The Elizabeth line is opening – what does it mean for Greater Anglia customers?
It’s very exciting, after years of engineering works at weekends affecting our journeys from East Anglia into London, the Elizabeth line (formerly known as Crossrail) is opening on Tuesday 24 May – and we’re sure you’ll agree it is well worth the wait and all those rail replacement bus journeys. The Elizabeth line, once fully opened and connected later this year, is going to completely transform travel across London for those of us in the East – and even phase one is going to make a big difference to travelling into central London.
So what’s so good about what’s opening on 24 May?
The first stage will connect Abbey Wood, in South East London, to Paddington, via London Liverpool Street, speeding up journey times between East Anglia and South East London. All existing TfL stations from Shenfield to Liverpool Street and from Reading/Heathrow Airport to Paddington will be rebranded as Elizabeth line.
The missing link is the central tunnels connecting to the East and West, so from 24 May, passengers will need to change at either Liverpool Street or Paddington to continue their journey. But even without the central tunnels, the Elizabeth line will make a positive difference to those of us connecting to it from Greater Anglia trains.
For instance, we can change at Liverpool Street onto the Elizabeth line to get to Paddington in just 11 minutes compared to the current journey time of over 30 minutes on the Circle or Hammersmith and City lines, with just four stops compared to nine. If you’re not a fan of the busy Central line, you can catch the Elizabeth line from Liverpool Street to Tottenham Court Road. It’s just two stops and will only take 6 minutes compared to five stops on the Central Line and is perfect for shopping in Oxford Street.
At first there will be 12 trains an hour from 6am to 11pm Monday to Saturday with no services on Sundays.
I use a wheelchair, will it be easy for me to travel on the Elizabeth line?
The Elizabeth line makes it much easier to travel into central London and beyond if you use a wheelchair.
Every single station on the Elizabeth line is accessible and they are staffed for the whole time it is open, so you can just turn and go with assistance on hand to help you board. There are spaces for wheelchairs on the train, with the fifth carriage featuring dedicated spaces; but as with all TfL trains there are no toilets on board – however there are toilets at the majority of stations.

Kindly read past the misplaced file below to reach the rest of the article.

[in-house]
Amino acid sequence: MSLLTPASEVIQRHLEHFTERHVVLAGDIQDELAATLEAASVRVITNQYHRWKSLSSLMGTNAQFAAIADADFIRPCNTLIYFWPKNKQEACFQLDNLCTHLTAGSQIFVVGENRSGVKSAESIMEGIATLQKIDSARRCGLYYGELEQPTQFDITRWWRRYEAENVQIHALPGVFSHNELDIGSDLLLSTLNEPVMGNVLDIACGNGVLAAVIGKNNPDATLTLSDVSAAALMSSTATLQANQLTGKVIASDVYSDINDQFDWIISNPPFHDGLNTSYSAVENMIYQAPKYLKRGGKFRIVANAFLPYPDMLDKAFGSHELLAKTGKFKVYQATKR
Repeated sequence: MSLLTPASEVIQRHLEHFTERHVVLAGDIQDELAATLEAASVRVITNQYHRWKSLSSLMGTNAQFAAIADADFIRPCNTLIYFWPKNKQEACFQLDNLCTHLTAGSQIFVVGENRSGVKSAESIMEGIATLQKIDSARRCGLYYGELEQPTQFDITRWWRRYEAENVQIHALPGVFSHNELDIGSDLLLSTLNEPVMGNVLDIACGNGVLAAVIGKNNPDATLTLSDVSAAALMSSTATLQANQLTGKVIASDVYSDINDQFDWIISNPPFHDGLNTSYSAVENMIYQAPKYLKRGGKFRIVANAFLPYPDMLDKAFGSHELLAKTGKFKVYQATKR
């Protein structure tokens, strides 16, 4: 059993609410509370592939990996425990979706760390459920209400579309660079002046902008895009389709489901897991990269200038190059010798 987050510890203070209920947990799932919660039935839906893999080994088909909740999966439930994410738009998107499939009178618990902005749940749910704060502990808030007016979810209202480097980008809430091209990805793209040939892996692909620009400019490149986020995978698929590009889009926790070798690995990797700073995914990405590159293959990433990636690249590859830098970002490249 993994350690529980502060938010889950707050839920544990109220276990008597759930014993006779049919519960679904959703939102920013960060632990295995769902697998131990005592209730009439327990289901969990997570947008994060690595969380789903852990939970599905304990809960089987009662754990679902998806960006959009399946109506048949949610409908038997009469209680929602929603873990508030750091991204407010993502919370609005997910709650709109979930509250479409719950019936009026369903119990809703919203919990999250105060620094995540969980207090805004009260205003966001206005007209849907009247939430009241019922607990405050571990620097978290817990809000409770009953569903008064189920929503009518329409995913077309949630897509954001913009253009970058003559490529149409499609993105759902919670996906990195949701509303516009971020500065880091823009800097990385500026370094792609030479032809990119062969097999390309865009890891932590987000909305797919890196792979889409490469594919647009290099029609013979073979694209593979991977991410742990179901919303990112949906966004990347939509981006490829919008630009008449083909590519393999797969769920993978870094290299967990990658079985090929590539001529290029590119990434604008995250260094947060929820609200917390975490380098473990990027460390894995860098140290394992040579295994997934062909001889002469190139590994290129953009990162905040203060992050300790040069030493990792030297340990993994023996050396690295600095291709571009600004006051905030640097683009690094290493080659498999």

Network Rail work continues to install new lifts at Ilford statin for step-free access.
When will it be fully open and what will be so good about that for Greater Anglia customers?
Bond Street – the only Elizabeth line station not opening on 24 May – will open in later in 2022 and the central tunnels fully connecting to the East and West are due to open from the autumn. Then the full benefits of the Elizabeth line will really kick in. Train frequency will jump to 22 trains an hour in the autumn and then 24 trains an hour by the end of 2022, which is a train every two-and-a-half-minutes. The Greater Anglia network will connect with the Elizabeth line at Shenfield, Romford, Stratford and London Liverpool Street, and with just one change from the Greater Anglia network onto the Elizabeth line we’ll be able to travel all the way to either Heathrow or Reading with a journey time of just over half an hour from Liverpool Street to Heathrow. Or you could change at one of our Elizabeth line interchange stations - such as Shenfield - for central London, with direct trains to Tottenham Court Road and Bond Street.
Will I be able to use my Greater Anglia ticket on the Elizabeth line?
Just as with other TfL services you’ll need a ticket to ride the Elizabeth line. You can either touch in with your Oyster Card or contactless card or you can buy a through ticket either online, on the Greater Anglia app or from a ticket machine or ticket office.